When is the Last Time You Updated Your Estate Plan?

Your estate plan is more than just some dusty financial document. It is your legacy. In a very real, tangible way, it is the life you will leave behind for your kids, grandkids, and other loved ones. It is a big part of how you will be remembered, and it is a pragmatic way of showing love and generosity to those you care about.

That is why making an estate plan is so important. Simply making an estate plan is just the first step, though. It is recommended that you review your estate plan regularly—annually, plus any time there is a significant change or event in your life or in the life of your family.

An estate plan is not meant to be static, in other words: It grows and evolves along with you, and should be revisited and revised as often as is needed. The question is, why exactly would you want to alter the estate plans that you have laid?

Reasons to Revisit Your Estate Plan

Actually, there are plenty of reasons why you might update your estate plan.

You have new family members. When a new child is born into your family—whether your own child or a grandchild—you will likely wish to revise your will and any established trusts to ensure that this new family member receives part of the inheritance.

You experience the loss of a loved one. Should you sustain the loss of a family member, it may require you to update your estate—especially if that family member is listed as either a beneficiary, a trustee, an executor, or a power of attorney.

Someone in your family gets a divorce. A divorce within the family almost always has some impact on estate planning, so make sure you revise your documents to reflect current family realities.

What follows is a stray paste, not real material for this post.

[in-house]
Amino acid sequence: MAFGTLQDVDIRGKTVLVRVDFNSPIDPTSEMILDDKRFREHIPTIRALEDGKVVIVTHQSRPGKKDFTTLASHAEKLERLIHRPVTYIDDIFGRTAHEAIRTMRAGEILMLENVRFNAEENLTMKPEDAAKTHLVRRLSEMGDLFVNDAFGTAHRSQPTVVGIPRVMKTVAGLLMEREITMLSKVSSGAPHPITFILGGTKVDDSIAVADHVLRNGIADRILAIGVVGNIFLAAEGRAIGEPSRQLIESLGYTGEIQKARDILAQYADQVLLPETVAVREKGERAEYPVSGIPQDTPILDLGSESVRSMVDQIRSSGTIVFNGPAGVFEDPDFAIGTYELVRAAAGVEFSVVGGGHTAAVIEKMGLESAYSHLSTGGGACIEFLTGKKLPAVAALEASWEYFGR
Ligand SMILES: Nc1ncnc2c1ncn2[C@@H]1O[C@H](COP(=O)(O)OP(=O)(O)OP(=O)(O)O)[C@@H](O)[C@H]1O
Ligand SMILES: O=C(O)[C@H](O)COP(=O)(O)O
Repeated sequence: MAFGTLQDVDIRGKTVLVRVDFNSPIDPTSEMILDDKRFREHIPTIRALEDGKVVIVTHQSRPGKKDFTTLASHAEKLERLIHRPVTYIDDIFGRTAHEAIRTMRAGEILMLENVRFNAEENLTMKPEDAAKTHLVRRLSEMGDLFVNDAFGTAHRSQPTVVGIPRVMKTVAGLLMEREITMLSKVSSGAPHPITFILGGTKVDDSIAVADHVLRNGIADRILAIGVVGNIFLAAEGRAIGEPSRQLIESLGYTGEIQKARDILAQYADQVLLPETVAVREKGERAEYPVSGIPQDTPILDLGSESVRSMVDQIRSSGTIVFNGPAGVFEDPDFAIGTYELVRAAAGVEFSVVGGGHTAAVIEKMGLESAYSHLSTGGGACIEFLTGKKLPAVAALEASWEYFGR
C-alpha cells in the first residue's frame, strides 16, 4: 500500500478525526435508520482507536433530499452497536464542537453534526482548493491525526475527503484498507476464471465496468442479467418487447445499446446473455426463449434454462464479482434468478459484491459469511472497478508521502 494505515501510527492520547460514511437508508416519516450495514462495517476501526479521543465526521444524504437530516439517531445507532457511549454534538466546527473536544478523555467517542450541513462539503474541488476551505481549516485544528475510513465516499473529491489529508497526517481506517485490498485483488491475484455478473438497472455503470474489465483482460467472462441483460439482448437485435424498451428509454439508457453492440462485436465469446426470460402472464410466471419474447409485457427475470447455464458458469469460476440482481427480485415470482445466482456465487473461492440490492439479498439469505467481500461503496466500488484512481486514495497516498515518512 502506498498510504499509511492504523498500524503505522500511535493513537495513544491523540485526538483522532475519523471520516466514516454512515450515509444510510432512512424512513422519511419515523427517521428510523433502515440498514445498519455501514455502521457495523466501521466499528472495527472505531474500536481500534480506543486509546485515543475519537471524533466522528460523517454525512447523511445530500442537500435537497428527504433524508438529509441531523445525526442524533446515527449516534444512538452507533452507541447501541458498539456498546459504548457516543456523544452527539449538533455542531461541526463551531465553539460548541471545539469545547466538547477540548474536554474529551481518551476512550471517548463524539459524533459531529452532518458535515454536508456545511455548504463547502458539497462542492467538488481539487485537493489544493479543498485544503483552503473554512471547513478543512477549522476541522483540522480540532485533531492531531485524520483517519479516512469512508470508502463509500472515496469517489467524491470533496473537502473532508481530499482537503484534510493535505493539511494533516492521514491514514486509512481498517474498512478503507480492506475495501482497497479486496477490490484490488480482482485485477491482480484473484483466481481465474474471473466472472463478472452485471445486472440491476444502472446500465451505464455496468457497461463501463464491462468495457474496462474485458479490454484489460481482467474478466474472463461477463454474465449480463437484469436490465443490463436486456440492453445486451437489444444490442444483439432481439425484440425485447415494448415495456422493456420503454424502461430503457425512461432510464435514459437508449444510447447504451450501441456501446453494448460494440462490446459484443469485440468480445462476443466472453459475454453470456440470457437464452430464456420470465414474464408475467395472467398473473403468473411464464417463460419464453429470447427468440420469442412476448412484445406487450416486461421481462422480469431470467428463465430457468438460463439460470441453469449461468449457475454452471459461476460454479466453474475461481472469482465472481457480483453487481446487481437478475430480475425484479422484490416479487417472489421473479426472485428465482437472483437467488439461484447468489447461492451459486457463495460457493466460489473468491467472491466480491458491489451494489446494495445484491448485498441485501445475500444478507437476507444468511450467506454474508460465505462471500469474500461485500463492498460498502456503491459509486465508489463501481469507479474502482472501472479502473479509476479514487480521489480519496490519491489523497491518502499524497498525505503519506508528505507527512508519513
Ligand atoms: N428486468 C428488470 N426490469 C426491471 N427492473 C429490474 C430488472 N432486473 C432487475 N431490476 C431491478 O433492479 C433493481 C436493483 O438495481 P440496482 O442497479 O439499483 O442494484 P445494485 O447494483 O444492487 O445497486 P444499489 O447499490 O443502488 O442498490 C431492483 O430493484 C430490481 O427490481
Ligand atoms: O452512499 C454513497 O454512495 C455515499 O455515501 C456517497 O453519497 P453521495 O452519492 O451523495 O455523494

Someone in the family gets married. Marriage has just as many estate planning ramifications as divorce! If you have a new spouse, or if one of your children or grandchildren has a new spouse, it is important to include that person on the estate plans.

Someone in your family is experiencing financial trouble. If someone in your family is facing deep debt or bankruptcy, you may think it prudent to provide that family member with additional assets—but doing so may simply mean that your hard-earned money goes straight to a creditor. It may actually make more sense to provide that person with less. This is a prickly issue to discuss with a financial professional.

You start a business. A business is an asset, and you will need to determine what you want to happen to that business once you pass away. Update your financial documents accordingly!

You purchase a new property. Like your business, your home is a significant asset, and you want to make sure all assets are encompassed in your estate plan.

You purchase new assets of any kind. For that matter, any new asset should be reflected in your estate plan.

But again: It is a good general policy to review your estate plan with frequency. To make an appointment with a member of Stonepath Wealth Management, simply contact us at your leisure.

Note: Cambridge does not offer tax or legal advice.

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